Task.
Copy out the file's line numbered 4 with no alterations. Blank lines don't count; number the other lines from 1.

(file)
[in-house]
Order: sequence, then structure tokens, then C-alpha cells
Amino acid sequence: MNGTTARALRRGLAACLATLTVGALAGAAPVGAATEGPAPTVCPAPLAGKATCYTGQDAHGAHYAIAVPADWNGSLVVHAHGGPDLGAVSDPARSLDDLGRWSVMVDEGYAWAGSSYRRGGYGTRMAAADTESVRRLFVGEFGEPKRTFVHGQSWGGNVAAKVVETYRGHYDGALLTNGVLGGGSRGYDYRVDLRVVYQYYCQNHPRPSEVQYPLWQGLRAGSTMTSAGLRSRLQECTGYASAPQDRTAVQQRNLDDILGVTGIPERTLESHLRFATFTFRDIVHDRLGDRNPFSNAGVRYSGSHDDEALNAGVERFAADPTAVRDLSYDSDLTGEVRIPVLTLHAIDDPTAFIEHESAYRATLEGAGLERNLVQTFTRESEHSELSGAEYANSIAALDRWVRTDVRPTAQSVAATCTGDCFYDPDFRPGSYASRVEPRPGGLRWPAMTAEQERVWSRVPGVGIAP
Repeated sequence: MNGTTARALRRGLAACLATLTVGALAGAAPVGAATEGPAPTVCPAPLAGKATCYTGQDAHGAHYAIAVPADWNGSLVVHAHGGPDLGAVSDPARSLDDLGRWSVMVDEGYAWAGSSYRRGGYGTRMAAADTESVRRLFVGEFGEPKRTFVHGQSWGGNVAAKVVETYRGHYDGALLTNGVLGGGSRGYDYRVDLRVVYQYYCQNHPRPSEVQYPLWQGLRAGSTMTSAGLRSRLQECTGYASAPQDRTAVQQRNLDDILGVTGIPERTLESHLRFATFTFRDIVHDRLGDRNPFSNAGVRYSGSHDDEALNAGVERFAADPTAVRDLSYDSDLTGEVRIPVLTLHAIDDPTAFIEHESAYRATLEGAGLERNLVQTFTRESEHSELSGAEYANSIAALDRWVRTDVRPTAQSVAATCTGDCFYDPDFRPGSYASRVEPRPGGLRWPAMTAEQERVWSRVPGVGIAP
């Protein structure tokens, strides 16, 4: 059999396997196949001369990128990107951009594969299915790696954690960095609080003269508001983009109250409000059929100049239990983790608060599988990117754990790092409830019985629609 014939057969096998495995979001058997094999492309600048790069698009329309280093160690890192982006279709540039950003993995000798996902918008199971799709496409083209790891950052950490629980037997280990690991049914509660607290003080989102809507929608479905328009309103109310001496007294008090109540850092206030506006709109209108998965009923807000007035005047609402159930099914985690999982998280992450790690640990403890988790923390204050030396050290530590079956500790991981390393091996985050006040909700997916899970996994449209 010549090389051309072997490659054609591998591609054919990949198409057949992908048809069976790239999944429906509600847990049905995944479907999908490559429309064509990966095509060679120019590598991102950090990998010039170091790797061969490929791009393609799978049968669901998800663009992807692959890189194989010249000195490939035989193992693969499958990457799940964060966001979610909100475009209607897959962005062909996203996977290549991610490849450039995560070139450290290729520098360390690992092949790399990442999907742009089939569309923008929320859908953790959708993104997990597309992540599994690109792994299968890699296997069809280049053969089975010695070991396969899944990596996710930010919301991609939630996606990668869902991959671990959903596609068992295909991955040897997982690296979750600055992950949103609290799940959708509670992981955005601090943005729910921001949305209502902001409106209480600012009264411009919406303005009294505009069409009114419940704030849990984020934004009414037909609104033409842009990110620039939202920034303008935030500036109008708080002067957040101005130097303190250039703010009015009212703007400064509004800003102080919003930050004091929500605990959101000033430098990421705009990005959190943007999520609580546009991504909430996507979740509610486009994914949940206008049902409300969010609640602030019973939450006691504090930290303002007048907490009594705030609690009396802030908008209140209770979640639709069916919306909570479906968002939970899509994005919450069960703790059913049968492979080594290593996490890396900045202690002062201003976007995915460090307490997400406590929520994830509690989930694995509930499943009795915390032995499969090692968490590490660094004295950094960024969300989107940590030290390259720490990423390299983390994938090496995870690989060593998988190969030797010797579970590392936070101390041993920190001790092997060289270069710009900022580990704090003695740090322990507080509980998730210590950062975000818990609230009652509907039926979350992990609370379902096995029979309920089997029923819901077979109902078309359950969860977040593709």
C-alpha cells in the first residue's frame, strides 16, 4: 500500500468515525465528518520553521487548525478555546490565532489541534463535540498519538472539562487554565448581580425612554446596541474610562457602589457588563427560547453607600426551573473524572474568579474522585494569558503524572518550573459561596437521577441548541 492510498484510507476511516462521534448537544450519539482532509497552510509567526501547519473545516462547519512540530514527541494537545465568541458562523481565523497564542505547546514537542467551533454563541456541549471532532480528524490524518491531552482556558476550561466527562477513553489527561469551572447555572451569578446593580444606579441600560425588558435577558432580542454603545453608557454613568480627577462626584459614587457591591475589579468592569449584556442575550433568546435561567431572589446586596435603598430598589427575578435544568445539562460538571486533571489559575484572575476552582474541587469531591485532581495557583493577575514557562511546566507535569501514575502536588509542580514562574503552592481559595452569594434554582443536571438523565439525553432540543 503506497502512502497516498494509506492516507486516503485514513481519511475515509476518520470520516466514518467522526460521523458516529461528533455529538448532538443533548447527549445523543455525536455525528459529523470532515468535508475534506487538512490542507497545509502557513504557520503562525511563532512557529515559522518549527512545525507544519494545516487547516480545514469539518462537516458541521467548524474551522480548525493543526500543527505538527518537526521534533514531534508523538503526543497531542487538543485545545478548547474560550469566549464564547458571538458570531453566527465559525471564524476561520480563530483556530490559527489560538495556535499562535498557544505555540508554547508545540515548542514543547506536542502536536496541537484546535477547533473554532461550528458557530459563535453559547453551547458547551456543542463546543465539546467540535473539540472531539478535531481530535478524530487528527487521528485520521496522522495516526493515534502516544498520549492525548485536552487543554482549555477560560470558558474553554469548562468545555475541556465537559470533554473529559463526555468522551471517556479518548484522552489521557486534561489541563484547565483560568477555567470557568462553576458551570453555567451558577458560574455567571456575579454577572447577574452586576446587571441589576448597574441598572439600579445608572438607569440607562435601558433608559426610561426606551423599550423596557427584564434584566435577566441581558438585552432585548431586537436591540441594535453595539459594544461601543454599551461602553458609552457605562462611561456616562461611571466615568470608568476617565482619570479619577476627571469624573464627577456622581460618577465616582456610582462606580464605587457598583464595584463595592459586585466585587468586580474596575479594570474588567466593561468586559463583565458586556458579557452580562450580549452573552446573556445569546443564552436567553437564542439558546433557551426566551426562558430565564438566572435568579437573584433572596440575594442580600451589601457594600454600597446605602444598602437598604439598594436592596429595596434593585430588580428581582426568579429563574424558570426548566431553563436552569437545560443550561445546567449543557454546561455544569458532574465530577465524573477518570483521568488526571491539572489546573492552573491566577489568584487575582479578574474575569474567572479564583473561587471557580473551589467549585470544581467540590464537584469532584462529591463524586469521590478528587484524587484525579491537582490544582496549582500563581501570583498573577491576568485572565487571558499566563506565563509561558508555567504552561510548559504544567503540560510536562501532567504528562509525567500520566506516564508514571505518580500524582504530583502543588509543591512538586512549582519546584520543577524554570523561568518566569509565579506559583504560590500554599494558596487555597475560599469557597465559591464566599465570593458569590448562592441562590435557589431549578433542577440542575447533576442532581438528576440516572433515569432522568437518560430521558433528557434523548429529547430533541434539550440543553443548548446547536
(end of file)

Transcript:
Repeated sequence: MNGTTARALRRGLAACLATLTVGALAGAAPVGAATEGPAPTVCPAPLAGKATCYTGQDAHGAHYAIAVPADWNGSLVVHAHGGPDLGAVSDPARSLDDLGRWSVMVDEGYAWAGSSYRRGGYGTRMAAADTESVRRLFVGEFGEPKRTFVHGQSWGGNVAAKVVETYRGHYDGALLTNGVLGGGSRGYDYRVDLRVVYQYYCQNHPRPSEVQYPLWQGLRAGSTMTSAGLRSRLQECTGYASAPQDRTAVQQRNLDDILGVTGIPERTLESHLRFATFTFRDIVHDRLGDRNPFSNAGVRYSGSHDDEALNAGVERFAADPTAVRDLSYDSDLTGEVRIPVLTLHAIDDPTAFIEHESAYRATLEGAGLERNLVQTFTRESEHSELSGAEYANSIAALDRWVRTDVRPTAQSVAATCTGDCFYDPDFRPGSYASRVEPRPGGLRWPAMTAEQERVWSRVPGVGIAP